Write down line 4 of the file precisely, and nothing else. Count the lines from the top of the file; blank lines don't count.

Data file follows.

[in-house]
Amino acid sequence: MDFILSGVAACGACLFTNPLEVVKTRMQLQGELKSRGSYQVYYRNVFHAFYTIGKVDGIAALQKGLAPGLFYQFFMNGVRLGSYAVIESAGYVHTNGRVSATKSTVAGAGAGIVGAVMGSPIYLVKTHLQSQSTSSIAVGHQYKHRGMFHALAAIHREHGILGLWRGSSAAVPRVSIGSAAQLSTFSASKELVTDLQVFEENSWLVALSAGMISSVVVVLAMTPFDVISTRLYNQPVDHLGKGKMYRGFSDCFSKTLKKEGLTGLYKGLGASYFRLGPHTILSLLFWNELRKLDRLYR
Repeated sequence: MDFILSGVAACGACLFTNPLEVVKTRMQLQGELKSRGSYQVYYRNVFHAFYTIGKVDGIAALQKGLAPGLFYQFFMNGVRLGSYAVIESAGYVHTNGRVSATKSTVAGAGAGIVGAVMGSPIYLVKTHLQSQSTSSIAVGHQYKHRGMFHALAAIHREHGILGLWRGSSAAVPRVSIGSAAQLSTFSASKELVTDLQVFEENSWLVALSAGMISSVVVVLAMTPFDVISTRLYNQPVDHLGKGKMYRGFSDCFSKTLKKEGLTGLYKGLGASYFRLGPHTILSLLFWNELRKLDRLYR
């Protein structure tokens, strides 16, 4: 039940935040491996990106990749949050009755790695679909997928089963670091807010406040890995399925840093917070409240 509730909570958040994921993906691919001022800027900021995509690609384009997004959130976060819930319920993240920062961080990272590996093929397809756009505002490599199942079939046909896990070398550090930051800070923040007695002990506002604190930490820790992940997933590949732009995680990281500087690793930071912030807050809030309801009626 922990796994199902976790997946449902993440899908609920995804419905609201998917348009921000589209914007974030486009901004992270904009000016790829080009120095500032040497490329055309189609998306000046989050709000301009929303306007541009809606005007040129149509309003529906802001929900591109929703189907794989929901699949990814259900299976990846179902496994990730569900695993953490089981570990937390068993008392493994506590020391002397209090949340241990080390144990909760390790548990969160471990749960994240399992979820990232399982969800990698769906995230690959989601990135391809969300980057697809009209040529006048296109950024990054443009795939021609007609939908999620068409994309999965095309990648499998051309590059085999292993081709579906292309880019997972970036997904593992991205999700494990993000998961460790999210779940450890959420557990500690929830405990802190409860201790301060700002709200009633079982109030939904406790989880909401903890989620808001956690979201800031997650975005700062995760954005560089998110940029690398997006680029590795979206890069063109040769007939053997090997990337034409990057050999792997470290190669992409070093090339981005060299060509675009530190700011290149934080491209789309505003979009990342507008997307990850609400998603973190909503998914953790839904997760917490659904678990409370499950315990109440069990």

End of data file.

């Protein structure tokens, strides 16, 4: 039940935040491996990106990749949050009755790695679909997928089963670091807010406040890995399925840093917070409240 509730909570958040994921993906691919001022800027900021995509690609384009997004959130976060819930319920993240920062961080990272590996093929397809756009505002490599199942079939046909896990070398550090930051800070923040007695002990506002604190930490820790992940997933590949732009995680990281500087690793930071912030807050809030309801009626 922990796994199902976790997946449902993440899908609920995804419905609201998917348009921000589209914007974030486009901004992270904009000016790829080009120095500032040497490329055309189609998306000046989050709000301009929303306007541009809606005007040129149509309003529906802001929900591109929703189907794989929901699949990814259900299976990846179902496994990730569900695993953490089981570990937390068993008392493994506590020391002397209090949340241990080390144990909760390790548990969160471990749960994240399992979820990232399982969800990698769906995230690959989601990135391809969300980057697809009209040529006048296109950024990054443009795939021609007609939908999620068409994309999965095309990648499998051309590059085999292993081709579906292309880019997972970036997904593992991205999700494990993000998961460790999210779940450890959420557990500690929830405990802190409860201790301060700002709200009633079982109030939904406790989880909401903890989620808001956690979201800031997650975005700062995760954005560089998110940029690398997006680029590795979206890069063109040769007939053997090997990337034409990057050999792997470290190669992409070093090339981005060299060509675009530190700011290149934080491209789309505003979009990342507008997307990850609400998603973190909503998914953790839904997760917490659904678990409370499950315990109440069990």